ML: I was attracted to the idea of reflection, whether it be literal reflection or silhouetted reflections. I just like the idea. The mirrors were sprinkled in throughout the whole film, they play such a part. Having walked through the New York City Ballet and other ballet centers, mirrors are so predominant. It’d be hard to escape that. Black Swan is a story about personalities and paranoia and obsession. Reflections really had to be sprinkled in to the entire film. We wanted to make sure that we could do them in literal ways, to get scares out of them. But if you look at the film, there are also reflections in other places that are much more subtle. It goes hand in hand though with the idea of creating a visual language.
WGTC: What do you think the biggest challenge of shooting the film was?
ML: The biggest challenge was the third act, the live performances. We had only rehearsed with Natalie up until that point. We’d never been on the stage and we never had the entire core. So it added a lot of complexity to how we were going to move the camera and how we were going to light. That was by far the most difficult part of the film. We were also pressured for time. The lighting, camera movement and choreography were all complex. We had a lot going against us but we had an idea of what we wanted to. Still though, we had to think on our toes and figure out how we would execute the scene with all the new elements that were presented.
WGTC: What do you rather, big studio films or indie movies?
]ML: I like the more personal ones. I don’t look at it as big or small. I look at it as something that is more entertainment oriented and large audience oriented. They both satisfy a different part of who I am as a person and what I want to do at this point in my life. It’s hard to pick one though. For instance, I gained more satisfaction out of doing Requiem For A Dream than I did from Everything Is Illuminated, just from a creative standpoint, as a cinematographer. From a skill stand point, I do gain satisfaction out of doing the Iron Man films. It’s hard to have a preference though.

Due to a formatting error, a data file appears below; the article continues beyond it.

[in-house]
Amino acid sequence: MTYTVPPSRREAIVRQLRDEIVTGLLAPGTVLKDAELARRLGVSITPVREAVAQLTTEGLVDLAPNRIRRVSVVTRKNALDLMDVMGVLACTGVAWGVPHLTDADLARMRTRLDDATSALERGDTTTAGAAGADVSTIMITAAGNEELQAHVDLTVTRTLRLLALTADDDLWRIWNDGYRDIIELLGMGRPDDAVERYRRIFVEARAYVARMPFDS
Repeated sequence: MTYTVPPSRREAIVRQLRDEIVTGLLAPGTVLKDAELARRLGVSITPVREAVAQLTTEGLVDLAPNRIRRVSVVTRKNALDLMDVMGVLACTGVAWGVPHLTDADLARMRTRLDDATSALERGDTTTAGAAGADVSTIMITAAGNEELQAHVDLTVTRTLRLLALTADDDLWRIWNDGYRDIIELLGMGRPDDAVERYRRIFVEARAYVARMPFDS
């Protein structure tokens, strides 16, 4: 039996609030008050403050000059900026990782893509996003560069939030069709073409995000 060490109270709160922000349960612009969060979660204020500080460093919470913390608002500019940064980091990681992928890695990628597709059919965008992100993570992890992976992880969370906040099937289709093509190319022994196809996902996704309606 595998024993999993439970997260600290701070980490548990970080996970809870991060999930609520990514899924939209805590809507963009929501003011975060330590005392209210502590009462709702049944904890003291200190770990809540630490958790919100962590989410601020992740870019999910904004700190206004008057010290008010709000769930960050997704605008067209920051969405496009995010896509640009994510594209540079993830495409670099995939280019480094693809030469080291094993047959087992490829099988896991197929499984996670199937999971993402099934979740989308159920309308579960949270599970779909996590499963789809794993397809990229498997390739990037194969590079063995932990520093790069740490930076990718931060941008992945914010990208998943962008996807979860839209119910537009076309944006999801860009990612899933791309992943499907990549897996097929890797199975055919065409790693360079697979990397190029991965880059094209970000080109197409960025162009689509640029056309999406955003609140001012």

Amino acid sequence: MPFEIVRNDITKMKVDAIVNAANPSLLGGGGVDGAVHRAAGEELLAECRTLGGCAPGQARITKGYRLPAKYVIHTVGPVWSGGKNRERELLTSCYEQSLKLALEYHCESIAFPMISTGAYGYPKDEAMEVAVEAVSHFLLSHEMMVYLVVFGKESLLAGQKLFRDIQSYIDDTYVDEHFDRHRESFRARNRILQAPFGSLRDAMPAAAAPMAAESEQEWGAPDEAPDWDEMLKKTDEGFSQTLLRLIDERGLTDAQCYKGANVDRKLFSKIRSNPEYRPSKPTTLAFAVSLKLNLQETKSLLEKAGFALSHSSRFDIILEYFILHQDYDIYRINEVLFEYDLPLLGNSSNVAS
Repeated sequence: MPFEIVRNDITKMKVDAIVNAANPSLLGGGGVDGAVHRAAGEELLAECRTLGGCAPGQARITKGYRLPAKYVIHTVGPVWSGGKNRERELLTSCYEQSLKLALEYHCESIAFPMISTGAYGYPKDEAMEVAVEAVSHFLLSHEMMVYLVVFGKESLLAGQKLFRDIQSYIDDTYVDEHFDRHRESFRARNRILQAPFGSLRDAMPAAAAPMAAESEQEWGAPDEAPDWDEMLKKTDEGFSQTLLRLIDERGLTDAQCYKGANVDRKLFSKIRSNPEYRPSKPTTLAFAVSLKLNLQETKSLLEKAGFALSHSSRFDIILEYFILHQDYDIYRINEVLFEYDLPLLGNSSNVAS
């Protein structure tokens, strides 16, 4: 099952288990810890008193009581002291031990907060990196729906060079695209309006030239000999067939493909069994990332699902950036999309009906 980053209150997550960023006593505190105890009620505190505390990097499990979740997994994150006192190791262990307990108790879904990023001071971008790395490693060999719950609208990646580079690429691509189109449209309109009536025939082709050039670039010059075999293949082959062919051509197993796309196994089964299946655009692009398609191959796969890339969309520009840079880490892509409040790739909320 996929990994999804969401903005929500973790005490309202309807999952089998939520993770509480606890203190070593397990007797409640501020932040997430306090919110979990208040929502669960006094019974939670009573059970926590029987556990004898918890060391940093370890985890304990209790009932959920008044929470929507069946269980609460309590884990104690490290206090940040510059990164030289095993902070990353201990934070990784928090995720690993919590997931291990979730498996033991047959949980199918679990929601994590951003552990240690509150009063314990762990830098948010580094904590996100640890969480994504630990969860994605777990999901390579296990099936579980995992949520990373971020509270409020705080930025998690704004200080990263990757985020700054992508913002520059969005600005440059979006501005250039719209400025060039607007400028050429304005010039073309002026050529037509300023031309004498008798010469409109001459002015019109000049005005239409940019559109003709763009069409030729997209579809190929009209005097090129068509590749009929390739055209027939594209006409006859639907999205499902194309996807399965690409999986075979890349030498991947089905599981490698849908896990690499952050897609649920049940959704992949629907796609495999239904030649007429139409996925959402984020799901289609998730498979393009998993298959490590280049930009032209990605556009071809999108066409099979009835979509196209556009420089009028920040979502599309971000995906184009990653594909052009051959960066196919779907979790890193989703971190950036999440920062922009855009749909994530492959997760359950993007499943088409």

WGTC: Speaking of Iron Man, would you happen to be on board for Iron Man 3?
ML: I don’t know. I guess there’s always a chance but no one has approached me. I hear they hired Shane Black which is cool. He and Downey get along real well. It’s like The Avengers though, a director doesn’t really want to work with a DP of the guy who did the first two. So who knows? I would be open to it because I love Downey but again I haven’t been approached.
WGTC: Can you give us any updates on The Wolverine?
ML: Well that one has a lot of talk around it. Nothing is official though. The script is being worked on right now and Darren talks about it from time to time. We’re kind of caught up in Awards season this week but we have discussed it creativley. I haven’t gotten an official call from the studio and there are no dates to shoot yet. Really, we’re just waiting. But the studio does want to make it this year so I expect that we will be making it, I just don’t know when.
WGTC: Any other future projects?
ML: I’m just waiting for Darren’s next film to be honest with you. And then I’ll move on from there. If The Wolverine happens, that may be the next thing. This year though I also have to put the finishing touches on Cowboys and Aliens and I really think that the film is going to be something special.
WGTC: Thank you very much for taking the time to talk to us and good luck with everything!